This is an extract from Solar Power Europe’s recent report “Global Market Outlook For Solar Power 2023 – 2027”. This report extract focuses on solar power developments and outlook for China and Japan.


In 2022, China’s new installed PV capacity exceeded 87.4 GW, an increase of 59.3% year-on-year. New solar installations reached a new record high, becoming the largest and fastest growing power source in terms of new installations. From the amount of installed capacity, it is evident that the rate of new PV installations in China continues to accelerate. By the end of 2022, the cumulative PV capacity reached 392.6 GW, close to the 400 GW milestone, becoming the third largest installed power source. In 2022, PV annual power generation reached 425 TWh, exceeding 400 TWh for the first time, and added about 100 TWh of new power generation. This accounted for 30% of all new power generation.

The manufacturing sector also continued to grow in 2022. By the end of the year, China’s polysilicon production stood at about 827,000 tonnes up 63.4% from 2021; wafer production reached 357 GW, an increase of 57.5%; while module production reached 288.7 GW, up 58.8%. Battery production totalled 318 GW, representing an increase of 60.7% from 2021.

National targets for solar PV

In April 2023, the National Energy Administration issued the “Guidance on Energy Work in 2023”, providing guidance on the deployment of energy work in addition to development targets. The document highlights a 160 GW target for the annual installed capacity of solar and wind for 2023, with the share of electricity generated by solar and wind power reaching 15.3% of the country’s total electricity consumption.

2023 will also be a key year in China’s 14th Five-Year Plan. The country will concentrate on consolidating the advantages of the PV industry and expanding the supply of clean, low-carbon energy. There will be an overall push for China to transition to low-carbon energy, both at the local and national level.

Drivers for solar growth

The State Council issued the “Implementation Plan on Promoting the High Quality Development of New Energy in the New Era” to provide policy support for the industry. The construction of large solar and wind capacities in desert areas will bring more opportunities to push the acceleration of solar.

Solar power can integrate seamlessly with various sectors, including construction, transportation, and agriculture. These dual land-use projects allow for the exploration of new PV applications, further broadening solar development. The centralised and distributed solar segments are both becoming key pillars to promote the development of the industry.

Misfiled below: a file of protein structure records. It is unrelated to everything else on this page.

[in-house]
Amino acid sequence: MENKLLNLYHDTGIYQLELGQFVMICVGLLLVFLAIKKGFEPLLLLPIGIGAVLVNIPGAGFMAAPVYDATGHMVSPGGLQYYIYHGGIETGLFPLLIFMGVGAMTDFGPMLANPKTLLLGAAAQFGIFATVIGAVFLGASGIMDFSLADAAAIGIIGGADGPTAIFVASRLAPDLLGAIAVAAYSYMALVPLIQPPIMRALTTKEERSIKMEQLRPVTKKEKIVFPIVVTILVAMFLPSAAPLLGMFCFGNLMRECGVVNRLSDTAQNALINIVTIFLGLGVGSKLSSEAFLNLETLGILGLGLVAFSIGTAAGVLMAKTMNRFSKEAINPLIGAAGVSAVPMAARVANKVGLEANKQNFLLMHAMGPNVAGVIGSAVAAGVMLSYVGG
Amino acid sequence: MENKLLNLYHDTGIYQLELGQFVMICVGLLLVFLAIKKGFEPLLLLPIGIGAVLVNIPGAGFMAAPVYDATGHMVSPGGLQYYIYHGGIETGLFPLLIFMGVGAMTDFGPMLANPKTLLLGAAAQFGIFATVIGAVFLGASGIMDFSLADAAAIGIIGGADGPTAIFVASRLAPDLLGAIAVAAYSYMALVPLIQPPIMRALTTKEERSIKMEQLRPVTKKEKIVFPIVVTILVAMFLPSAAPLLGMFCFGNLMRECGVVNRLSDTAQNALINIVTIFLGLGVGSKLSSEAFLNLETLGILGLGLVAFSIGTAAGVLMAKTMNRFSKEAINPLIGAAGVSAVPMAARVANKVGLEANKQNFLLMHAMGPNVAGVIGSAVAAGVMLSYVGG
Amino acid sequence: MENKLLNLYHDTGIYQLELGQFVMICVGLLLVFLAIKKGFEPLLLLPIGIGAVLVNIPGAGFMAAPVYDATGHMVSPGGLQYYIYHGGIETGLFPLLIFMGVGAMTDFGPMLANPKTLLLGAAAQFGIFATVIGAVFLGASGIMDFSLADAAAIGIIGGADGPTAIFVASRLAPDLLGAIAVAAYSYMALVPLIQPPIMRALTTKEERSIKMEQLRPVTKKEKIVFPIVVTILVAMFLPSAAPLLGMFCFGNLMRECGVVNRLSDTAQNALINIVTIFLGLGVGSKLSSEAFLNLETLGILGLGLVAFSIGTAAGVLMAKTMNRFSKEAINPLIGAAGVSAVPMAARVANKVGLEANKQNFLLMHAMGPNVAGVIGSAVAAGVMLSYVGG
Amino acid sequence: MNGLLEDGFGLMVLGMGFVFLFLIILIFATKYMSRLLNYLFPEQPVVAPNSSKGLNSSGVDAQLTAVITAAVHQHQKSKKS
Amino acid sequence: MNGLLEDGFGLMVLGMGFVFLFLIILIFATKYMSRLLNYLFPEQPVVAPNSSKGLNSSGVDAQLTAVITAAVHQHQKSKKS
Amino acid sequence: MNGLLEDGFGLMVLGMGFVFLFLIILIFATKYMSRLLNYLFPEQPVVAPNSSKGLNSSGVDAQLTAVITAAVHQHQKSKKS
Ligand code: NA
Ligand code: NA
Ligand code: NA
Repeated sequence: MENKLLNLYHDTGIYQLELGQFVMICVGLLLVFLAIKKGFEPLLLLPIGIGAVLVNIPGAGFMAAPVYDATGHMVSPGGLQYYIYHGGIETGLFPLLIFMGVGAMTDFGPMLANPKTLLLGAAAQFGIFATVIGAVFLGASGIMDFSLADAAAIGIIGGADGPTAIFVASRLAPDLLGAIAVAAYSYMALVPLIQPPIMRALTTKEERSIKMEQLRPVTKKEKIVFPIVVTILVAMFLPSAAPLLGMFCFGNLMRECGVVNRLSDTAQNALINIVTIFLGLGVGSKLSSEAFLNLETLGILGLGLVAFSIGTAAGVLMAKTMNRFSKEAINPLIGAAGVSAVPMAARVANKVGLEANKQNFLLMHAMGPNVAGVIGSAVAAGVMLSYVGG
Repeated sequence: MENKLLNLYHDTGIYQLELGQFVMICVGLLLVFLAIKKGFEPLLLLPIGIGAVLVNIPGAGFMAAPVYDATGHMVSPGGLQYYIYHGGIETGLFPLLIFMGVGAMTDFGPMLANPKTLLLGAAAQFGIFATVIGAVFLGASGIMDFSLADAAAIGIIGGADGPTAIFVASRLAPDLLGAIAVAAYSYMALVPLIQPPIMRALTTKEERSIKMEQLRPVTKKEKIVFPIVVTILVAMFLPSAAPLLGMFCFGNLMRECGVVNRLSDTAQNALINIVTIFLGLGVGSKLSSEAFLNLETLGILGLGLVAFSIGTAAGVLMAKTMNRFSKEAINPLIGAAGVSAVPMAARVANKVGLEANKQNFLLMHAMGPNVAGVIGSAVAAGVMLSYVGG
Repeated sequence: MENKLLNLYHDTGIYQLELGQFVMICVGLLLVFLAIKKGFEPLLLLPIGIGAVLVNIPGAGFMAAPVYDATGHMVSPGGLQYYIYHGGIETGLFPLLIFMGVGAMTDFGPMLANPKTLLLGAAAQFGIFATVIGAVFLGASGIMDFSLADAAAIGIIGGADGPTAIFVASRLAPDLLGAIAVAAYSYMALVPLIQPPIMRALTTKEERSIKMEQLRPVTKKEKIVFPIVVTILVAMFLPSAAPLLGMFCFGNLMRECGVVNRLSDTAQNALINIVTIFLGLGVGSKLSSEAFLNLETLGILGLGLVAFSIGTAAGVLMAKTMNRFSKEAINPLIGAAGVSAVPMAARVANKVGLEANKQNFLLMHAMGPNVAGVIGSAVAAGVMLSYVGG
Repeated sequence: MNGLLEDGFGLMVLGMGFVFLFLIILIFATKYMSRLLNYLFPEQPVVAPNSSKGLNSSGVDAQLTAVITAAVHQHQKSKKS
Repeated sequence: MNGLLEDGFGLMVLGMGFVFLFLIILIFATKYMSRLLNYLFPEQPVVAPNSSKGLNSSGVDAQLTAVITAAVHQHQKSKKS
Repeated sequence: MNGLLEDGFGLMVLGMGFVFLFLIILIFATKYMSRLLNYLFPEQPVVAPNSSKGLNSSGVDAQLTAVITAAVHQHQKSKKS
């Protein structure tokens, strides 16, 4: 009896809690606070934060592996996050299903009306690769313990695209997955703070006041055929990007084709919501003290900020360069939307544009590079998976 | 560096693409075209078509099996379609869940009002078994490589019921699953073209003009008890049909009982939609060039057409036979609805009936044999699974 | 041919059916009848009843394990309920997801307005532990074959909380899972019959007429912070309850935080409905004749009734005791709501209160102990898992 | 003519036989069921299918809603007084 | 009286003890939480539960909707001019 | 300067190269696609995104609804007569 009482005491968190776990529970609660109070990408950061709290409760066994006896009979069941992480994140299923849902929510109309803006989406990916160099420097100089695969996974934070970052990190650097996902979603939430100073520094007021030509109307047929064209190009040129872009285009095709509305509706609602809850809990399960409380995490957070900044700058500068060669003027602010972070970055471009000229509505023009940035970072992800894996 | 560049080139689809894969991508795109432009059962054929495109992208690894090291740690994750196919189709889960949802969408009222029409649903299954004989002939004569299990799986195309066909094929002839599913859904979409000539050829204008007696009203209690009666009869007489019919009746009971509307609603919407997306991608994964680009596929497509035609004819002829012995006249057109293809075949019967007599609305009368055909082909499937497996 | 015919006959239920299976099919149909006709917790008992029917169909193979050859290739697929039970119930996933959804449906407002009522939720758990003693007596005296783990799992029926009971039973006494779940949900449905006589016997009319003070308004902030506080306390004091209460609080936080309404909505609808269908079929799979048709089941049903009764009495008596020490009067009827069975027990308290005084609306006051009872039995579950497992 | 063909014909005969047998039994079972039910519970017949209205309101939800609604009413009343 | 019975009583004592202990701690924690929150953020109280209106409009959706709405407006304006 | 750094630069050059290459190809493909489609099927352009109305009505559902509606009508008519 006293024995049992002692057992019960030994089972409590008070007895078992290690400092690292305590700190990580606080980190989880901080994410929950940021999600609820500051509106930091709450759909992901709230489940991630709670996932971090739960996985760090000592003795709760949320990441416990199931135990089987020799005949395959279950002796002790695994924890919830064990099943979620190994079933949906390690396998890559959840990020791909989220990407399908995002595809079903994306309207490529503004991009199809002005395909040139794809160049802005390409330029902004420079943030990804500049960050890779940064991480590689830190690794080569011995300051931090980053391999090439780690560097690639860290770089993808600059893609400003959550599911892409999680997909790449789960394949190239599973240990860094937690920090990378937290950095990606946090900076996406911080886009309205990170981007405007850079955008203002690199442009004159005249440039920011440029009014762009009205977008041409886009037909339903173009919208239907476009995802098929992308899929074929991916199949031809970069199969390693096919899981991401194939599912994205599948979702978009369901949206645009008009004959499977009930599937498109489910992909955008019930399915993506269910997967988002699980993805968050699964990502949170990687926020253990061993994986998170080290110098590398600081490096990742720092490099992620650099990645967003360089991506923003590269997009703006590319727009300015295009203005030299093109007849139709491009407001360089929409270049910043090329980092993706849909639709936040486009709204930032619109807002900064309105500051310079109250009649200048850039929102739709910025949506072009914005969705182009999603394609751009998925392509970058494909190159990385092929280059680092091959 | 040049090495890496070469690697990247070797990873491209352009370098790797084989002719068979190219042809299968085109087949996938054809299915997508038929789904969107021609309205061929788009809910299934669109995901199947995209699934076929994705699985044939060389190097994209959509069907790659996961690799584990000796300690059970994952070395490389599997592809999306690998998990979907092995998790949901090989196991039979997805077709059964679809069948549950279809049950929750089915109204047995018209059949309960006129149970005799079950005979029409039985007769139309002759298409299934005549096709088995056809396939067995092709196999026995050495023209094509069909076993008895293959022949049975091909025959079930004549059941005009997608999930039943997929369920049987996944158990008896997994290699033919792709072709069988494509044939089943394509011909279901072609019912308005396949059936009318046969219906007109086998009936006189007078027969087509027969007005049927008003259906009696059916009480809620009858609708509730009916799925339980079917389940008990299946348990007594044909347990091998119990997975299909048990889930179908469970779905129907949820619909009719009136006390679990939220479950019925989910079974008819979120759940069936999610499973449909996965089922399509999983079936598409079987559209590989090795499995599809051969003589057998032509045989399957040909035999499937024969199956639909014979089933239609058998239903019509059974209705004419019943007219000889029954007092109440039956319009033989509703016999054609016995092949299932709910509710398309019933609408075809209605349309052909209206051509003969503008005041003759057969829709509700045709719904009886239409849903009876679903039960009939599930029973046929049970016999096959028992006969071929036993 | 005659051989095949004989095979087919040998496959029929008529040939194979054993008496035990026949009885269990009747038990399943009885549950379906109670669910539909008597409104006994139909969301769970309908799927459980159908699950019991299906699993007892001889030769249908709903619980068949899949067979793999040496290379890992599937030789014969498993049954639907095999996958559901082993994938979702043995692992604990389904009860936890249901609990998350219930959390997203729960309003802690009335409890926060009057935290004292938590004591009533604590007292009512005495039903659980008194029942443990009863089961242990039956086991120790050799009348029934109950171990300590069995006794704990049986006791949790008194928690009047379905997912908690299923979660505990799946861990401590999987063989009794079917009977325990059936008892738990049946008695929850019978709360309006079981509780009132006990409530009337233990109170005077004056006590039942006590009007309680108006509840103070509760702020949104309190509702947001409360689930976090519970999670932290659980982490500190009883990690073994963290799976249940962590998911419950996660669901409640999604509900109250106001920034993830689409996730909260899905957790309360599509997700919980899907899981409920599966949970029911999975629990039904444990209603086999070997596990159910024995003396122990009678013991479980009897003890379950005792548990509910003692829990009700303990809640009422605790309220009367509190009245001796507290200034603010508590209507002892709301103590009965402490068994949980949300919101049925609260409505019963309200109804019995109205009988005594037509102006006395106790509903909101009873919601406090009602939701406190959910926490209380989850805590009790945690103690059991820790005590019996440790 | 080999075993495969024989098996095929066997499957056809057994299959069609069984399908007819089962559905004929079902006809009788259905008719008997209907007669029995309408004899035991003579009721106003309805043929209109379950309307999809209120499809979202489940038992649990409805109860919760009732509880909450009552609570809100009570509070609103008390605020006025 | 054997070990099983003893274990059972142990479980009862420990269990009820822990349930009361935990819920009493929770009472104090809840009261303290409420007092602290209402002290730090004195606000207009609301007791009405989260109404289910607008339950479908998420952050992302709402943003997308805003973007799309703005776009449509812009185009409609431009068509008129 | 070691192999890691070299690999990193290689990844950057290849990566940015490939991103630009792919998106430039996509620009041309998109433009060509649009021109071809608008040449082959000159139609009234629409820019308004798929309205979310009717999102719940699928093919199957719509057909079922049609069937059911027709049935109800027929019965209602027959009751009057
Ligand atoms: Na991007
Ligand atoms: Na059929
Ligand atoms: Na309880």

Utility-scale vs. distributed and rooftop developments

In 2022, centralised PV installed capacity reached 36.3 GW, accounting for 41.5% of all installations. The distributed PV annual installed capacity hit 51.1 GW, providing the remaining 58.5% share. Distributed PV has, thus, become the main driver behind the country’s newly installed PV capacity. The residential segment installed 25.3 GW, accounting for 49.4% of installations, while the C&I segment added 25.9 GW, accounting for 50.6% of installations. Residential installations grew by 17.3% from 2021.

China’s 2022 PV market was well-balanced, and each market segment – centralised, C&I, and residential – accounted for about one-third of the total market.

Challenges for the market

The participation of new energy sources in electricity spot market trading, has caused fluctuations in electricity prices. Unlike medium and long-term trading, spot power market trading altered the previous business model. Additionally, different provinces have different rules for spot power trading, making it difficult to predict PV revenues, which is becoming a new challenge. In the future, under the spot market system, electricity prices will vary because of time and space. Therefore, PV enterprises need to break away from the fixed-price profit model, and explore ways to participate in spot market trading of PV power generation.

Outlook for the years 2023-3027